Why Brexit Is Not Like Y2K In Driving Technology Change

Pascal d’Arc and Paul Bray

Part 1 in the “SAP Ariba and Deloitte Brexit” series.

This article was written in collaboration with Deloitte.

While chatting with some non-technology colleagues recently, I learned many believe Brexit may drive a level of technology change within organizations comparable to the Y2K bug in the late 1990s. The high level of technology replacement for Y2K (or the Millennium Bug, as it was also called) was driven by the risk that many systems would simply quit operating at midnight on 1 January 2000. There was a significant degree of nervousness, grounded partially in commercial reality but short of some of the wilder predictions, like that planes might fall out of the sky. Organizations had to make significant preparations for the “worst case scenario” to protect themselves from the most disruptive potential outcomes.

It’s an intriguing thought that Brexit may be as big as Y2K for technology, but let’s be clear, Brexit is not like Y2K. Put simply, most organizations will not have to rip out their core financial and operational systems, whatever the reality of the UK’s eventual exit from the EU. However, changes will be necessary.

The technology implications of Brexit will not be about systems stopping working or failing on a given date, rather that those systems may not be able to accommodate the necessary changes to data gathering, tracking, reporting, and compliance that a new UK-EU trade and immigration regime will require without enhancement or integration with new systems.

Brexit uncertainty

Unlike Y2K, where there was a defined risk and problem to solve, Brexit poses significantly more uncertainty and therefore perhaps a wider range of risks to review.

“Brexit will change the way we do business, but as of now, nobody knows what will change exactly. That’s a huge challenge for global supply chains and procurement, as you don’t know what you don’t know.” Dr. Marcell Vollmer, chief digital officer, SAP Ariba

The outcome of the Brexit process is still not clear with less than a year to go until the UK leaves the EU. No one knows where the negotiations will land and whether the planned transitional period will manifest, let alone what the future UK-EU relationship will look like. A “hard Brexit” is still on the table if an agreement on how to manage the Irish border is not established and a framework for the future UK-EU relationship cannot be agreed in time. The risk of “no deal” is higher than ever given recent political tensions in the UK. Therefore, businesses are not yet clear on the level of change required. However, they can still plan for changes by considering different Brexit scenarios and understanding levels of exposure under those scenarios.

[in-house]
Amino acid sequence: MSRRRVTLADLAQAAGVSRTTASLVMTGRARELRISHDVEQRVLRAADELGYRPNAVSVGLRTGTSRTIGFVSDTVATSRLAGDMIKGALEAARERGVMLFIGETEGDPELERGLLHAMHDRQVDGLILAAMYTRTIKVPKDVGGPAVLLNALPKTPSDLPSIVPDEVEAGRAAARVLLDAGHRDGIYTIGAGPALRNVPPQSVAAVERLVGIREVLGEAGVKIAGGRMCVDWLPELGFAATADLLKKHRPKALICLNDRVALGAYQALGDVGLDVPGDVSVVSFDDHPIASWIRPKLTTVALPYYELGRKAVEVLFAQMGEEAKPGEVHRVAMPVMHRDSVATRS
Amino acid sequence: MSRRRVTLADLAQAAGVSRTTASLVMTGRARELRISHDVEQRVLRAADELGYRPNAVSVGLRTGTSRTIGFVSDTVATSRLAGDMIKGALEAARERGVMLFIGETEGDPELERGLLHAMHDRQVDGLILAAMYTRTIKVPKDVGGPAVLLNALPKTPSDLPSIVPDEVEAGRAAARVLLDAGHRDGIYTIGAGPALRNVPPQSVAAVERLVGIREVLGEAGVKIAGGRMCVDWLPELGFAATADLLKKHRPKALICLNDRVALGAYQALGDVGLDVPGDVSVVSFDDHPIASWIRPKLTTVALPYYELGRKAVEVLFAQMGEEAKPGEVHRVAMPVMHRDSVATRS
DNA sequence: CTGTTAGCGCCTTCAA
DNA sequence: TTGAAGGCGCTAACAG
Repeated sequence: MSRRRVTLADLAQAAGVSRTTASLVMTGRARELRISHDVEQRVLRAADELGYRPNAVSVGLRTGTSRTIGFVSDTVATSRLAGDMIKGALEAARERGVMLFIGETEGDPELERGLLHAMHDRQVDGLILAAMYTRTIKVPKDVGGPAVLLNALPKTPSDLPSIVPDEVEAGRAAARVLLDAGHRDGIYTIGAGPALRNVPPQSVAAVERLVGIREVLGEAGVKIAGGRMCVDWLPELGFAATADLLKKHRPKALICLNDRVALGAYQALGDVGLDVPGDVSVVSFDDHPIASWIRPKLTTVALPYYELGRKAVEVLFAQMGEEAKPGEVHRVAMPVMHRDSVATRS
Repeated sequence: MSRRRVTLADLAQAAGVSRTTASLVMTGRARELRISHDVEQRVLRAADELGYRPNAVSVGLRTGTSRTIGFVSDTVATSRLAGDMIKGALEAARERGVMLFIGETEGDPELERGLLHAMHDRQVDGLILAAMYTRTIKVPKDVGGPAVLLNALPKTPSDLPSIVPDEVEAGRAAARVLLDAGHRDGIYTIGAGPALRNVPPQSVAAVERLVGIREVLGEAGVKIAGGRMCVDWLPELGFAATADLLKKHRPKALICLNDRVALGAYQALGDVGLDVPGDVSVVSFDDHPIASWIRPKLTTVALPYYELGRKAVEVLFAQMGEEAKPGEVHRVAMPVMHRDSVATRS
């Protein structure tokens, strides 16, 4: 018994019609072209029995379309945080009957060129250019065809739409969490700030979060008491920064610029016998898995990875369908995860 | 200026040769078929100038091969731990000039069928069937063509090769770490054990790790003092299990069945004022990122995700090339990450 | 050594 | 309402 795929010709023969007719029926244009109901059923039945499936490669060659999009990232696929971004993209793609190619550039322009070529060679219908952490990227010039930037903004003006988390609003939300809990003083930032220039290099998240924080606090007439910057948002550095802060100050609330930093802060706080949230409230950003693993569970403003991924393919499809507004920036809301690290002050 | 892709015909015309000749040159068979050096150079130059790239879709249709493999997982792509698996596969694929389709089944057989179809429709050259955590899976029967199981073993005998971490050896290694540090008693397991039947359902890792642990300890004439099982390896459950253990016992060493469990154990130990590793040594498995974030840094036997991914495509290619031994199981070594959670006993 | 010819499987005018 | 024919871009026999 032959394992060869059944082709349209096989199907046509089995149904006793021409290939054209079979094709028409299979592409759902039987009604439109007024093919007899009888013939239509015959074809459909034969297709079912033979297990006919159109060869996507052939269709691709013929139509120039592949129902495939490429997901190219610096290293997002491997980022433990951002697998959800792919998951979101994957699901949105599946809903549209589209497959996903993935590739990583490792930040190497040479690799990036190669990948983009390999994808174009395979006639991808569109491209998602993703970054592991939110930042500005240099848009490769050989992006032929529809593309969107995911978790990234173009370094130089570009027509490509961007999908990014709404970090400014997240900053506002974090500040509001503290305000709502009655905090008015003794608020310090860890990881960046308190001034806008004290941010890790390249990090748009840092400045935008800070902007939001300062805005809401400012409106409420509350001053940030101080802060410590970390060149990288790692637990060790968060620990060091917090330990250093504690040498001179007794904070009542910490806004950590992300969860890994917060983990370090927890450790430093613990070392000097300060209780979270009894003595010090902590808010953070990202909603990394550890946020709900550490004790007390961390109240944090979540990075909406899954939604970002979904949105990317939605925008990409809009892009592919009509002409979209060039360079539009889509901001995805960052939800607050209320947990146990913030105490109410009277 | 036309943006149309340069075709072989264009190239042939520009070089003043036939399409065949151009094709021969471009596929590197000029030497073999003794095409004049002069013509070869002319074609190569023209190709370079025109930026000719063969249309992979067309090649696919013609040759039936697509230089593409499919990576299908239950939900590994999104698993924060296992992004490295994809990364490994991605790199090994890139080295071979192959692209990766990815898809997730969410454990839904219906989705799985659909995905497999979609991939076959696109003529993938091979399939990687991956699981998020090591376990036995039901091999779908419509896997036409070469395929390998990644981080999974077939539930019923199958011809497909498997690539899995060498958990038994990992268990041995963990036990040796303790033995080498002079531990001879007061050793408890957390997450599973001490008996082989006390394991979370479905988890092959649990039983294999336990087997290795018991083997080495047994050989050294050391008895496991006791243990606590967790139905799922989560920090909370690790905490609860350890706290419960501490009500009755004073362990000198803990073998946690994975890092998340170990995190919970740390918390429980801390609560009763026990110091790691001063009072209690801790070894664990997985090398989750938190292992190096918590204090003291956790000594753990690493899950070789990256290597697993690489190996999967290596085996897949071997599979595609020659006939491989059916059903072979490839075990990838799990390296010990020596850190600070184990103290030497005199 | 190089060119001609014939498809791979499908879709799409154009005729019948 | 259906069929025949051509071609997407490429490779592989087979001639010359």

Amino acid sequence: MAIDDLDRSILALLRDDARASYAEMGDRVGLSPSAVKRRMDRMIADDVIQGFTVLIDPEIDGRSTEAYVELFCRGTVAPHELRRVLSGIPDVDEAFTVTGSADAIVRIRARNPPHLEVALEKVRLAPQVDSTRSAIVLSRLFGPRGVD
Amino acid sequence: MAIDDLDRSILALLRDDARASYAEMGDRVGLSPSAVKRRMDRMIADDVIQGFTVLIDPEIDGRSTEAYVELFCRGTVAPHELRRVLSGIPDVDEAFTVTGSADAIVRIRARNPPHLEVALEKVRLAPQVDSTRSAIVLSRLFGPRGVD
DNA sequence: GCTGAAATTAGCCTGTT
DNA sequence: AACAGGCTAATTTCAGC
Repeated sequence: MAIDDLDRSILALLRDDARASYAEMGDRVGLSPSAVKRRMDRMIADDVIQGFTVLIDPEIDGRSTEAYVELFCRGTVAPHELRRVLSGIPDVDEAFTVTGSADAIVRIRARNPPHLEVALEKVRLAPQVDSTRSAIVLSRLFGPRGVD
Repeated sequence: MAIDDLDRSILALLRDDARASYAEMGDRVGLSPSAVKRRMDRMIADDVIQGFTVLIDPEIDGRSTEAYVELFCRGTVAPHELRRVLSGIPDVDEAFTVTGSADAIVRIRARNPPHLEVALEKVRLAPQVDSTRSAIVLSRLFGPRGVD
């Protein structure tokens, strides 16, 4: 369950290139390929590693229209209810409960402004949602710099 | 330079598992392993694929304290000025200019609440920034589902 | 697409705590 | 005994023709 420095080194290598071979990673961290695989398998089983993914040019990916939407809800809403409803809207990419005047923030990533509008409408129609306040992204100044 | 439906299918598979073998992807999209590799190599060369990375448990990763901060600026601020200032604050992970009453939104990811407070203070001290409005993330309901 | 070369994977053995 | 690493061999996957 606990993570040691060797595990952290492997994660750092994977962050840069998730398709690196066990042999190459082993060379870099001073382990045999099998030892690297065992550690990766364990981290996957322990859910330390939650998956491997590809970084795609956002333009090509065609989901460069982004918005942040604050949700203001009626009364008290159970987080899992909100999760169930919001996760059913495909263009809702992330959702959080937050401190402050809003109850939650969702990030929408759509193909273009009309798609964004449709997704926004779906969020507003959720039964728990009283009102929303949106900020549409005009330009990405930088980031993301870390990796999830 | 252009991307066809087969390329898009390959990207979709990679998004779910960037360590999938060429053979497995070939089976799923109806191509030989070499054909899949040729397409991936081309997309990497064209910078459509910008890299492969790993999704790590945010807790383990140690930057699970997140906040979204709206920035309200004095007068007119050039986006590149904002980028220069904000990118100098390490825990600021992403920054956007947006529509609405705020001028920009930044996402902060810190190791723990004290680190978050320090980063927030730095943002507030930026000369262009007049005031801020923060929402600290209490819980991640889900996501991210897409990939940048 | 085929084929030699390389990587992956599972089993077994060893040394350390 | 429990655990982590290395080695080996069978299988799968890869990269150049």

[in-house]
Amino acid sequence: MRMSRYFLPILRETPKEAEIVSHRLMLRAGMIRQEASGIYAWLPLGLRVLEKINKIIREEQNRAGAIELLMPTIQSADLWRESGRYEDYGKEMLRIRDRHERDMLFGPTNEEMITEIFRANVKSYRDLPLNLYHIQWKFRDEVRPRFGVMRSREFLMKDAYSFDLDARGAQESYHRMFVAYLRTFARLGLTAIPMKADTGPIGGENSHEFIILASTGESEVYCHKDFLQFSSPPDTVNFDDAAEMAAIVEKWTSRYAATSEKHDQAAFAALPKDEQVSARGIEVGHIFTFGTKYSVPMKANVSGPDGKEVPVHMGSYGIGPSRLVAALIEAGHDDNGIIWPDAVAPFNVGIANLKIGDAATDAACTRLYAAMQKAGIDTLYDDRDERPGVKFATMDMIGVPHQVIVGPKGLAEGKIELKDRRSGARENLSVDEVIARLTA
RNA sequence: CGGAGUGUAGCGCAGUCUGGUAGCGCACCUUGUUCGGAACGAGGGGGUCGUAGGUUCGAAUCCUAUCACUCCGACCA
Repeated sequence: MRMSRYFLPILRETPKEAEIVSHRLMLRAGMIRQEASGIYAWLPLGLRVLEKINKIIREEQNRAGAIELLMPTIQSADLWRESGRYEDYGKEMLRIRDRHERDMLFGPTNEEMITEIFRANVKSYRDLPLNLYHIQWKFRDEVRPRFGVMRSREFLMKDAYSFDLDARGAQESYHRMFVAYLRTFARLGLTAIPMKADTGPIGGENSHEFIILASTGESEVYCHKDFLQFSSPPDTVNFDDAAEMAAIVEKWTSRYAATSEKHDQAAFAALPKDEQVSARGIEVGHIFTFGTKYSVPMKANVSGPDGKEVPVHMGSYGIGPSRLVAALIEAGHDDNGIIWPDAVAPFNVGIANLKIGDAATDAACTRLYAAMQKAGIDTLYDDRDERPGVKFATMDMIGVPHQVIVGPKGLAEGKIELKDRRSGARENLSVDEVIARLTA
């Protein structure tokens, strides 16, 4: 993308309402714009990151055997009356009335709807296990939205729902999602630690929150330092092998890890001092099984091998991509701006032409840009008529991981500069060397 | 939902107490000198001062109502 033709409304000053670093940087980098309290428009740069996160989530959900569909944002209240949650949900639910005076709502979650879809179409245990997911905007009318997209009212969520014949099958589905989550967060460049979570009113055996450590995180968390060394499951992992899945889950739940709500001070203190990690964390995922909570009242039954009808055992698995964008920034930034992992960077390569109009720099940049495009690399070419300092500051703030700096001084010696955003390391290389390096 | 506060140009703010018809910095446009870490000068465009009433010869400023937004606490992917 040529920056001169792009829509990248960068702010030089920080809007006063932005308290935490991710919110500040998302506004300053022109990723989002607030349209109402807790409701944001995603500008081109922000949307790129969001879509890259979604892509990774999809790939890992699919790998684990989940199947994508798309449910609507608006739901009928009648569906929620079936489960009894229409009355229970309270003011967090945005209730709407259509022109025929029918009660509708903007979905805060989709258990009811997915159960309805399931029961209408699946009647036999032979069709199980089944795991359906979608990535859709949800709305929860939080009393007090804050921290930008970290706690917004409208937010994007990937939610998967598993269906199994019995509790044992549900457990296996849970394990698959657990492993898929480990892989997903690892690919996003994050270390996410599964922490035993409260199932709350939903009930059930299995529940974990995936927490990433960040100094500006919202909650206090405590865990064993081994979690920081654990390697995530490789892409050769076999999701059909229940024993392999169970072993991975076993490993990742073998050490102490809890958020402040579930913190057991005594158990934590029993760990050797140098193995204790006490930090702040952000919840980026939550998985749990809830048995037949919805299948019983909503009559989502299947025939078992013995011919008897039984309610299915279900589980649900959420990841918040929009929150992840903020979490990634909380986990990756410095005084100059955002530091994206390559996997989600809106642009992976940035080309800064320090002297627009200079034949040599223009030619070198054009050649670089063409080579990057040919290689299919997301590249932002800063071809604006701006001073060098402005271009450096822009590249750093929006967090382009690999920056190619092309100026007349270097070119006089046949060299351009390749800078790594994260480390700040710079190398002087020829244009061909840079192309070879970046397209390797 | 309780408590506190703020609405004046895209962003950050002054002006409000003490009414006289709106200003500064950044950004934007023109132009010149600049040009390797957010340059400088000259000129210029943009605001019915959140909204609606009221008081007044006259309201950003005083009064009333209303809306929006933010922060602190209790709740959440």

Businesses prepare

Given the uncertainty and increasing likelihood of no deal, we are already seeing businesses taking action to mitigate some of the risks: manufacturers, including a leading automotive company and a medical devices company, are making decisions to significantly increase their stock holdings. Both public and private sector organizations are pre-booking shipping and air freight and reviewing transportation routes. Organizations that have yet to take such action may find it difficult to do so in the near future, as warehousing space in the UK is running out and costs are increasing dramatically. This highlights the need for businesses to start considering their Brexit strategy with respect to their supply chains and procurement and to take mitigating actions, even if the eventual outcomes are uncertain.

Where Brexit is like Y2K is that it requires detailed contingency planning so that businesses are prepared for change.

It’s unsurprising that CFOs, not only close to home but globally, are citing uncertainty and outcomes of trade negotiations as one of the most significant market risks. As a result, CFOs are reacting by prioritizing cost reduction and new product and market developments as their top business strategies for the next 12 months. Businesses need to look not only at the risks presented by Brexit but also how to optimize business processes and performance to withstand and even thrive beyond Brexit.

The opportunity beyond managing risk

It’s been all too easy to cite only the likely risks and pain points associated with Brexit. While this blog is not a debate about the pros or cons of leaving the EU, we know change is coming and change can create opportunities.

There is an interesting technology-specific notion in all this: Brexit creates an environment where we may see technology innovation and adoption accelerate to fill the voids created by Brexit and also to seize such opportunities. This goes beyond survival and managing risk to an impending event that forces change and enables market leaders to take disruptive positions ahead of others.